U.S. Jobless Claims Fell Last Week

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The number of Americans applying for unemployment benefits fell last week, a sign that layoffs continue to hover at a historically low level consistent with a healthy U.S. labor market.

Initial jobless claims, a proxy for layoffs across the U.S., declined by 12,000 to a seasonally adjusted 234,000 in the week ended Feb. 4, the Labor Department said Thursday. That was the lowest reading in 12 weeks.

“The improvement in initial claims data mirrors the broad-based improvement in labor market conditions in recent months” across a number of measures, Barclays economist Michael Gapen said in a note to clients.

Economists surveyed by The Wall Street Journal had expected 248,000 new claims last week. Claims for the week ended Jan. 28 were left unrevised at 246,000.

The economy is enjoying an unusually long stretch of scarce layoffs. Jobless claims have remained below 300,000 for 101 consecutive weeks, the longest such streak since 1970—when the U.S. workforce and population were far smaller than they are today.

Data on unemployment applications tend to be volatile from week to week. A more stable measure, the four-week moving average for initial claims, fell by 3,750 last week to 244,250, its lowest level since November 1973.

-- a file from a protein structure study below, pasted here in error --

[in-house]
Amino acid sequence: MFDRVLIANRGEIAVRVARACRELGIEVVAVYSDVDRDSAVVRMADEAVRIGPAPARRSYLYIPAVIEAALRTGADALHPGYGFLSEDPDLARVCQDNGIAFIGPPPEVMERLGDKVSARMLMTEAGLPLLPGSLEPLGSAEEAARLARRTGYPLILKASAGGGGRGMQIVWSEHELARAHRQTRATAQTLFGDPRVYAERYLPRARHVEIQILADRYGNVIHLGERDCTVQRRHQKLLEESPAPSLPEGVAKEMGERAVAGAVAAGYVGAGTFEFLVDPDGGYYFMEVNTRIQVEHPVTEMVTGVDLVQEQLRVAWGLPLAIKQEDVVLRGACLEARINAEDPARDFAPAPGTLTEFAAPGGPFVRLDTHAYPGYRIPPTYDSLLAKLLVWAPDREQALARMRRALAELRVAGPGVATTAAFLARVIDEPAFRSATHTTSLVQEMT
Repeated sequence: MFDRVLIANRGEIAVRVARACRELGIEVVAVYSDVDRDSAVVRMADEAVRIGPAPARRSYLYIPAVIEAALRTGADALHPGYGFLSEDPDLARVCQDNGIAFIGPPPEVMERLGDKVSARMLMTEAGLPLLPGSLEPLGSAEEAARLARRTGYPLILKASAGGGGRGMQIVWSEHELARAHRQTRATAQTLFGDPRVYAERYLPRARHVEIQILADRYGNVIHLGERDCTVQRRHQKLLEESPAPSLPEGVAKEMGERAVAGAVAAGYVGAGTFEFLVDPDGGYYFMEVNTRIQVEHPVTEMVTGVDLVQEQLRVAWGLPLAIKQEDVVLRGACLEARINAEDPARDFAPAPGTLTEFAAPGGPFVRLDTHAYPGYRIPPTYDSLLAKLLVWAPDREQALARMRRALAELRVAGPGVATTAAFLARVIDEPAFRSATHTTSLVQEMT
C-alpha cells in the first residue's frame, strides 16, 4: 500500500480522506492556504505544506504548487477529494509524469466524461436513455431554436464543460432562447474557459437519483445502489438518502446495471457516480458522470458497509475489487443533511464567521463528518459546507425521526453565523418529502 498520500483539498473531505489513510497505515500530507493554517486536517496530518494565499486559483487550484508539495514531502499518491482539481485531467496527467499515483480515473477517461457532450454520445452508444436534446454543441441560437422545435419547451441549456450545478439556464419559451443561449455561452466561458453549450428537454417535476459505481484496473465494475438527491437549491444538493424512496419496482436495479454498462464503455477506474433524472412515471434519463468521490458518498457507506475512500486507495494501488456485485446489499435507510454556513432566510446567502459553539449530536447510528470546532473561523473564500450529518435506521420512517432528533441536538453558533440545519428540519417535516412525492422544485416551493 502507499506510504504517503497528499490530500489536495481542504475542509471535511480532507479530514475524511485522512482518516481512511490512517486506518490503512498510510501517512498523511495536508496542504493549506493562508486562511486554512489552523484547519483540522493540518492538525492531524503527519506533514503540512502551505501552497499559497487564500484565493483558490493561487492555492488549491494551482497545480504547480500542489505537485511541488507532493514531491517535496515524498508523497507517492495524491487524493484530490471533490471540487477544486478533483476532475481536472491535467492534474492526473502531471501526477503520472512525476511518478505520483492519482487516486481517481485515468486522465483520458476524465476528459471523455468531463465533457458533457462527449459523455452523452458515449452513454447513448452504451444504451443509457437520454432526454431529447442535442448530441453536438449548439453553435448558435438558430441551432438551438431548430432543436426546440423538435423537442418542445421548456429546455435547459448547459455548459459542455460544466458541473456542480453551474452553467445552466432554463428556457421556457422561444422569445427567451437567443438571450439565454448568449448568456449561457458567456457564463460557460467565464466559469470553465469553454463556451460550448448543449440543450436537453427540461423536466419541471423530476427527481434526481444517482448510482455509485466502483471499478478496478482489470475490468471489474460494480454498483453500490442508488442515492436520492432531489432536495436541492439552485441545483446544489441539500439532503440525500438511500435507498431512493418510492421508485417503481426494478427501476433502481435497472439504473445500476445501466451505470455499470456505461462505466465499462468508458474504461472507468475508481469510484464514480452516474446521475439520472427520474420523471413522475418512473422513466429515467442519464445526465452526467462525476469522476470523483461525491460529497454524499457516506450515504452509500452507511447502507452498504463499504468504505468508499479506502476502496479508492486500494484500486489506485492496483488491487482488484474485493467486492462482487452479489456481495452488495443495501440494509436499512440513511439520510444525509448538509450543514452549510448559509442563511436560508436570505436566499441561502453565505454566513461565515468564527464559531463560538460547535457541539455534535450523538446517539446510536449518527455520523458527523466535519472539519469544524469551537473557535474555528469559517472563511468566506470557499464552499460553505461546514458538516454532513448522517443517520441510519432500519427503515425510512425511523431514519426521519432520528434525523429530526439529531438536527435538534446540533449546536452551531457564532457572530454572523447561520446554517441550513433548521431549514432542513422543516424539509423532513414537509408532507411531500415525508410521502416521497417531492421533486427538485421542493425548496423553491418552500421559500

The latest decline “does not prove that the trend in claims is falling again, but it is consistent with the idea that business confidence has risen since the election,” said Ian Shepherdson, chief economist at Pantheon Macroeconomics, in a note to clients.

The agency Thursday also said continuing unemployment claims, reflecting benefits drawn by workers for longer than a week, rose by 15,000 to 2.078 million in the week ended Jan. 28. Data on continuing claims are released with a one-week lag.

The U.S. labor market started 2017 on solid footing, with joblessness remaining below 5% alongside continued job gains.

Nonfarm payrolls rose by a stronger-than-expected 227,000 in January from the prior month, the Labor Department reported last week, and the unemployment rate last month was 4.8%. The labor-force participation rate has stabilized since late 2015, another positive sign following years of decline.

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